Image – @leunigcartoons
Inspiration – How what is counter intuitive is often the best way forward in crisis.
Provocation – Thinking about how challenging it is for so many to spend time alone.
Note – I, like many others, have lived though a good share of loss and trauma, of both the economic and emotional kind. I know first hand how challenging it can be to react with calm and kindness. None of this is easy, but within every difficult life event there is that which is challenging, and the suffering which we create and mount on top of that challenge to make it near impossible. Today I am speaking to the later.
Around day three or four of a mediation retreat something happens.
Almost everyone starts crying.
I’ve often thought of this as a moment of reckoning. As in, the moment that the participants recognise the true consequences of the decision they have made to take themselves away from the aspects of their life into something, that for many is the absolute opposite of their normal behaviour.
It’s a surrender of sorts. One where the war between quitting and leaving the retreat and the keeping of the commitment to do it in the first place come to completion and just under the surface of this, is the beginning of all the things you have been avoiding.
We live in a world, that has highly pervasive narratives around action.
How the doers among us, the strivers, the builders are the winners. We must keep moving forward. It’s patriotic to do so. Doing, is touted as the answer to most things. It is the foundation of shame. It’s imbedded into our language, our habits and our psyches.
This isn’t all bad, productivity has led us as a species to drastically improve our quality of life. As someone that’s founded companies and created things within the world, I have seen first-hand the magical outcomes that focused action can produce.
I have however also seen, what happens when a narrative turns orthodox.
To be a doer is anointed, to be a non-doer is almost sacrilegious within the practice of the social religions of our societal behaviour. To not do is to be unproductive. To not do is a privilege. To not do is lazy. To lack action is to miss out, mess up, fail.
Here is a 2 minute excerpt from a recent podcast by Naval that frames this concept really clearly.
So, what happens when we are all called to stop, all at the same time? When the future is more uncertain (for many) than it has ever been before, how do we create the kind of space we need to make the decisions that will align our circumstance to our longterm needs?
Let’s go back to the retreat setting and walk though that from day one to three as a micro-example of global social isolation.
Day 1 –
First you arrive in your new place of isolation. Whatever has got you here, the reasoning that has led to this outcome, has passed, you have accepted that you are here.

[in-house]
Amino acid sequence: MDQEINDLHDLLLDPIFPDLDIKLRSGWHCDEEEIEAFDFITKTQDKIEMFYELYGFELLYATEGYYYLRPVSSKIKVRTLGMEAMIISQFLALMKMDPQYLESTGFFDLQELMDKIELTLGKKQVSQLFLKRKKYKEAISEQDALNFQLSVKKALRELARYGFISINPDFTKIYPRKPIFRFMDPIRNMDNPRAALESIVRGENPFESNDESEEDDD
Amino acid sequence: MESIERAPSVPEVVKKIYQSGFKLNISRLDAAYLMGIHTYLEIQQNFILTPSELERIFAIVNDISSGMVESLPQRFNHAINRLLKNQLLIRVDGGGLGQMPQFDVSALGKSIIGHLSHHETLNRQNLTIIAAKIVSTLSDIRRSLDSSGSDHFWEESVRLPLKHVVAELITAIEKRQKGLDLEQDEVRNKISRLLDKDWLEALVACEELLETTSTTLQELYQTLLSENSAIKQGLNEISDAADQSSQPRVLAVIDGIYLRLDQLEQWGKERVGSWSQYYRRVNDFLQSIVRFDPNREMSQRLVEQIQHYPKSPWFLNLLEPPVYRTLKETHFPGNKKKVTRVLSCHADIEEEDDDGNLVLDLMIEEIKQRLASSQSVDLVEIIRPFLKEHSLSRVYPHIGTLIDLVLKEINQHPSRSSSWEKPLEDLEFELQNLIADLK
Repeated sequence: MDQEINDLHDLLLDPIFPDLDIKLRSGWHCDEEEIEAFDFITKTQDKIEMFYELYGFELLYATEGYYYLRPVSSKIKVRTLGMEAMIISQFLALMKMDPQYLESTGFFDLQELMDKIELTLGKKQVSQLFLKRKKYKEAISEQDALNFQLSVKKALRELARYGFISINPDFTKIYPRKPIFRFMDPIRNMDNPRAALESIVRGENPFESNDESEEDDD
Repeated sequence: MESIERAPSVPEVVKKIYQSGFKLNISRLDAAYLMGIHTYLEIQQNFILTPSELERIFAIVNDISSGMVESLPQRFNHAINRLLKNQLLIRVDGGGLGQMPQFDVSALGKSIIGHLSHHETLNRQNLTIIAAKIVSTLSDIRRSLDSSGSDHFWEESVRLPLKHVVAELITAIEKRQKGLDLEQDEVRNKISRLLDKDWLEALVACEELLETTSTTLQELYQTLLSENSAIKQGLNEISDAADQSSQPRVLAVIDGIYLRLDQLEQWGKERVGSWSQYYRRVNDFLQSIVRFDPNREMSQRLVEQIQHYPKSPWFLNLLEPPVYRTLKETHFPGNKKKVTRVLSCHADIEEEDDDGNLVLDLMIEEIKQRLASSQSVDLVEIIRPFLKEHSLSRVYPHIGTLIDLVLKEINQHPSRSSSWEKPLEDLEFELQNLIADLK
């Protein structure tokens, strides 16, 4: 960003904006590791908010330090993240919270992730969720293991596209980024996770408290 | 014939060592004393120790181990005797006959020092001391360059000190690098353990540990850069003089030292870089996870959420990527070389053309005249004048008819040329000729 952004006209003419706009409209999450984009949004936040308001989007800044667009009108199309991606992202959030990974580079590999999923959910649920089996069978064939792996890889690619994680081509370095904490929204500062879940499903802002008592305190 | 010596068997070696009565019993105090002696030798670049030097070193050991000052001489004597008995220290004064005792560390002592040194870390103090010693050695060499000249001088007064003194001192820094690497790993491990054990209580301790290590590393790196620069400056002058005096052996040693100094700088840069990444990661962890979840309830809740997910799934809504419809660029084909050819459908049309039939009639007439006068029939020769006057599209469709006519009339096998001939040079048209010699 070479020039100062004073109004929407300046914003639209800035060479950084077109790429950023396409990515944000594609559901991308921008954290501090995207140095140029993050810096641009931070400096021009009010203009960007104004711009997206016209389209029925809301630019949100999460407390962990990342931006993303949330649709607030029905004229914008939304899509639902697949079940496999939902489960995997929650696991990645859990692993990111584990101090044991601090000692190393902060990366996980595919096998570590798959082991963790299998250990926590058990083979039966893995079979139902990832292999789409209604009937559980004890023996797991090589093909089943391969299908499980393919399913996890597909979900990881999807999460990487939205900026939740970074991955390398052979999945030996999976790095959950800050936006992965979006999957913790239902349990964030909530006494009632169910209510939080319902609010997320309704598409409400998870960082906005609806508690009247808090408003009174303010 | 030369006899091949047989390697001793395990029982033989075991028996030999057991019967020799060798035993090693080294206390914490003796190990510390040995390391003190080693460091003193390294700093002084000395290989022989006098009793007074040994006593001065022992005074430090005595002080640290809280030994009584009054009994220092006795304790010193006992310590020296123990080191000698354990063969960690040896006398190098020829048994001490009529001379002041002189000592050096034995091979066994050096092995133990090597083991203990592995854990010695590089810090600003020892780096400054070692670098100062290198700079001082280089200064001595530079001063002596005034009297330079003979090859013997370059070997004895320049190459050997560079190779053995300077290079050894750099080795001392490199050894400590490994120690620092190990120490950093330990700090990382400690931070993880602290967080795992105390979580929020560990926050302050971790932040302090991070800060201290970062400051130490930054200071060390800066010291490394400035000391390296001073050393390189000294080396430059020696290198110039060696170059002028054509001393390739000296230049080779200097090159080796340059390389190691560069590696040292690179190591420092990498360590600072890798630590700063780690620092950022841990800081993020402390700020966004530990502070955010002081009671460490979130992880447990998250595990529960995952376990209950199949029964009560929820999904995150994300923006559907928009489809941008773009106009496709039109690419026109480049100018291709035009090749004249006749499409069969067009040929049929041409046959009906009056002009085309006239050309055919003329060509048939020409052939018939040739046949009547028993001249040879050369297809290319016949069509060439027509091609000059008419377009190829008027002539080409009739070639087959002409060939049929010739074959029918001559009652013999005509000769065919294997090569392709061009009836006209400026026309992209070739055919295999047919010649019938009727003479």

You are looking around and although the accommodation looks familiar, like the photos from the brochure, you feel anxious, you ask yourself questions like; can I be confined in this space for this length of time and be ok?
You recognise that you have invested real effort to make sure you chose the environment that had the kind of people that are “your people” within it, but there is that decision, and then there is the reality of being in a confined place with only them for a long period of time. If you have chosen an entirely solo experience you question if you really understood the true consequence of that decision.
Yet you are here. You have no choice but to take it in your stride and you move forward.
Day one at a retreat, is akin to week one of social isolation. We all made it though week one. What’s next?
Day 2 –
You have explored every square inch of your new space. You have walked all the paths, rearranged your space to match your preferences for comfort, kept to the script, followed the routine.
You feel a little strange. You say things like; this isn’t so bad, after all.
Your day feels strangely full, even though many of the things you would usually have done in a day you are not doing, there are other things that have filled this space and you feel secure in your ability to continue to fill that space, keep this pace, like this place.
You feel meta about the situation, philosophical almost, you miss your old life, but with a playful reverence. Can’t want to go here, do that, be there, tell so-and-so about that.
Day two of a retreat is akin to week two of social isolation. We all made it though week two, maybe some of us are slightly more afraid and others slightly more apathetic, but we made it none the less. So what’s next?
Day 3 –
Today you woke up and realised that you are not yet halfway into this experience.
That you have tasted all the food, seen all the places, organised everything twice over, found all the things that annoy you and that are lovely. You have done all that can be done, have all that you need within the parameters of where you are, and this is it. This is it. Here you are.
Now what? You feel lethargic.
Disoriented, not only by the choices that put you here, but by this growing feeling like something has been stolen from you. You feel compulsive, reactive.
Your mind is searching, scrolling through your environment looking for entertainment. Something to steal your attention away. Somewhere to lay your discomfort to the side for a minute, or an hour or a day.
You feel a build-up, that you can’t quite put your finger on, at first it comes out as irritation.